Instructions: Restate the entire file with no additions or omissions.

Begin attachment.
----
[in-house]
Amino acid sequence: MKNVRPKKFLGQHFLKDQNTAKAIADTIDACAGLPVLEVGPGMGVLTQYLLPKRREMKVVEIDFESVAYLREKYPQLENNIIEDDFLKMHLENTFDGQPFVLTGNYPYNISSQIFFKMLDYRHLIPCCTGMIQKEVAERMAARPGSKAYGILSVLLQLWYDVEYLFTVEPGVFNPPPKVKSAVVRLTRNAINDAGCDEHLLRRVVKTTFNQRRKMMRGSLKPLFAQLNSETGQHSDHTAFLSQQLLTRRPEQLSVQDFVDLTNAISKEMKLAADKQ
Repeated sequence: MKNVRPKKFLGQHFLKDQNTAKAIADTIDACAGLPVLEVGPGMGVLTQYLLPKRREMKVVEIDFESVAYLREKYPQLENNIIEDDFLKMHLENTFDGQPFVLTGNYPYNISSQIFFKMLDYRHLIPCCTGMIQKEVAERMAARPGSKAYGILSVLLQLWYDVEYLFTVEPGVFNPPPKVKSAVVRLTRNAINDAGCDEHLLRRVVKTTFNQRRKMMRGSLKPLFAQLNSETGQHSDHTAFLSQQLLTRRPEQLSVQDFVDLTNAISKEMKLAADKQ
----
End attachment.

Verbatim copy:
[in-house]
Amino acid sequence: MKNVRPKKFLGQHFLKDQNTAKAIADTIDACAGLPVLEVGPGMGVLTQYLLPKRREMKVVEIDFESVAYLREKYPQLENNIIEDDFLKMHLENTFDGQPFVLTGNYPYNISSQIFFKMLDYRHLIPCCTGMIQKEVAERMAARPGSKAYGILSVLLQLWYDVEYLFTVEPGVFNPPPKVKSAVVRLTRNAINDAGCDEHLLRRVVKTTFNQRRKMMRGSLKPLFAQLNSETGQHSDHTAFLSQQLLTRRPEQLSVQDFVDLTNAISKEMKLAADKQ
Repeated sequence: MKNVRPKKFLGQHFLKDQNTAKAIADTIDACAGLPVLEVGPGMGVLTQYLLPKRREMKVVEIDFESVAYLREKYPQLENNIIEDDFLKMHLENTFDGQPFVLTGNYPYNISSQIFFKMLDYRHLIPCCTGMIQKEVAERMAARPGSKAYGILSVLLQLWYDVEYLFTVEPGVFNPPPKVKSAVVRLTRNAINDAGCDEHLLRRVVKTTFNQRRKMMRGSLKPLFAQLNSETGQHSDHTAFLSQQLLTRRPEQLSVQDFVDLTNAISKEMKLAADKQ